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Movie Review: “Iron Man 2”

10 May

Too often, sequels don’t match up to the promise of the original. However, every so often a movie comes along that defies this convention – “The Dark Knight” being a prime example. And I am happy to report that “Iron Man 2” is just as good as – and even better than – the original.

The film centers on Tony Stark (played superbly by Robert Downey Jr.), a multibillionaire weapons/technology tycoon. In the first “Iron Man” film, he developed a powerful exoskeleton that allowed him to take on a whole host of thugs and terrorists – before finally revealing his identity in the movie’s final minutes. “Iron Man 2” picks up immediately thereafter, as Stark confronts his newfound celebrity-superhero status.

But as always, things are never quite as simple as that. Not only does the U.S. government want to get its hands on the suit, but rival weapons contractor Justin Hammer (Sam Rockwell) and supervillain physicist Ivan Vanko (Mickey Rourke) are forming a dastardly alliance to take down Stark and his company. When a Grand Prix race at Monaco degenerates into a battle between Iron Man and Vanko (better known to comic aficionados as “Whiplash”), Stark is forced to confront threats both external and internal.

It sounds really complicated on paper, but the film itself doesn’t feel choppy or incoherent. (It doesn’t suffer from multiple-villain fatigue like “Spider-Man 3” did.) Director Jon Favreau seamlessly integrates classic Marvel Comics characters (even referencing the upcoming “Captain America” and “Avengers” movies) with fantastic acting and vivid set pieces.

Downey is in top form as Tony Stark. Whereas his character in “Sherlock Holmes” suffered from a lack of warmth and emotional depth, Stark is a much deeper and more complex figure. He manages to toss off humorous one-liners and still manage to display legitimate emotion when it’s needed – a true rarity. Rounding out the stellar cast are Gwyneth Paltrow (as Stark’s assistant/quasi-romantic interest), Don Cheadle ( as Stark’s friend James Rhodes), and Scarlett Johansson (as a beautiful secretary/spy with wicked martial-arts skills). It’s an ensemble that brilliantly evokes the Iron Man universe, and lends an air of legitimacy to an otherwise fantastical concept.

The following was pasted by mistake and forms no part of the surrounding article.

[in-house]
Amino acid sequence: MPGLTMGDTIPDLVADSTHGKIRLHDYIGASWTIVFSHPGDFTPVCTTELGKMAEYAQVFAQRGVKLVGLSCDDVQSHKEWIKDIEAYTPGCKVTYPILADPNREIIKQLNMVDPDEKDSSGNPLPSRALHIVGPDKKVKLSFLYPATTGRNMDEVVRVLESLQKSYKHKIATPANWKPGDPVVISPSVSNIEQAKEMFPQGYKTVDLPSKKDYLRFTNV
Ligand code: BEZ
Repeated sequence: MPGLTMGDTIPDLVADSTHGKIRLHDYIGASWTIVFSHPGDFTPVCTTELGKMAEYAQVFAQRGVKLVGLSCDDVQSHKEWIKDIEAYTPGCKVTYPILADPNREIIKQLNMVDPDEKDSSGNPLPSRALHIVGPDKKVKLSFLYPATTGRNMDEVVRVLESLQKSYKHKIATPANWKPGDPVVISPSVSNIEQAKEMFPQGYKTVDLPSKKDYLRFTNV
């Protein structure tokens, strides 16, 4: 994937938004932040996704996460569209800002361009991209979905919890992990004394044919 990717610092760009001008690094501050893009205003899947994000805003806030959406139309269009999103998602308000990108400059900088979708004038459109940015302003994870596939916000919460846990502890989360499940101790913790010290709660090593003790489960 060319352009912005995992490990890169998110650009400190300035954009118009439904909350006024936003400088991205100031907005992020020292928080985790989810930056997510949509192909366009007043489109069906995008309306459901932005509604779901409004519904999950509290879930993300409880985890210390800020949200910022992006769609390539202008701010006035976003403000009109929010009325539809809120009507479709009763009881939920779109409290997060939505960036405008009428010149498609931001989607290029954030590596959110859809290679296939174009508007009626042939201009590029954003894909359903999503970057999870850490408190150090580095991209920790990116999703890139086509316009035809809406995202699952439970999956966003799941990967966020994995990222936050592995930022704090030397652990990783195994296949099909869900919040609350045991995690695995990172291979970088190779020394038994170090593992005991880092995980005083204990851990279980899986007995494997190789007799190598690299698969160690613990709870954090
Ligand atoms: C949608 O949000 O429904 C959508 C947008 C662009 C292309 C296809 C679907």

Besides the acting, there’s quite a lot here to keep viewers entertained. The action sequences are appropriately bombastic for a summer blockbuster, providing a fresh crop of “gotta-top-that” scenarios. As expected, there are many, many explosions and armored combat scenes – but never so many that they become dull or mundane. But anyone who’s seen the trailer already knows about how incredible the action is.

As in most superhero films, there are a lot of interesting subtexts present in this movie. Perhaps chief among them is the sharp critique of the U.S. bureaucracy, and our government’s naivete in assuming that everyone shares a peaceful, utopian worldview. (Notable here is the destruction of a gigantic “one world” globe during the final battle.) The U.S. Senate is frequently portrayed as a group of bumbling politicians interested only in personal power and comfort. Stark himself even takes a few swipes at the liberal establishment (although, to be fair, Fox News also ends up getting lampooned.)

The film’s political philosophy is markedly libertarian. While the social aspects of conservatism are almost entirely absent, there is a strong focus on the importance of private business and the weaknesses of governmental intervention. Characters prevail through self-reliance and independent innovation, without help from external actors. It’s a welcome change from the frequent onslaught of “socially sensitive” politically-correct storytelling present in much of our culture today.

From a worldview or faith standpoint, there are a few interesting things to note. While “Iron Man 2” is far less “philosophical” than “The Dark Knight”, it still conveys some clear messages: that restraint is superior to hedonism, and that individuals have a responsibility to use their talents for more than just personal gain. Stark’s occasional excesses are painfully shown to be undesirable and fraught with negative consequences.

On a deeper level, the story of “Iron Man” is ultimately one of redemption. Stark’s total life-reversal in the first “Iron Man” is shown to be more than just a one-time experience. Having chosen a lifestyle of morality and self-sacrifice, he must constantly struggle against the impulse to revert back to his former self. It’s certainly a worthy and thought-provoking message.

So is it worth watching?

In a word: yes. It’s better than the first in both character and plot development, and lacking many of the racy innuendos present in the original. There’s a lot of smash-’em-up violence and a few swearwords, but overall it’s pretty standard superhero fare – the PG-13 rating is never called into question. Not only is it a great summer action movie, but it challenges the viewer to evaluate his or her lifestyle, providing plenty of food for thought.

Action movie fans, movie philosophy analysts, and superhero buffs alike: don’t miss this one.

VERDICT: 8.5/10
One of the best superhero films out there, in a class with “The Dark Knight” and “Spider-Man 2.”

Normalized Score: 6.9

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Posted by on May 10, 2010 in Sci-Fi

 

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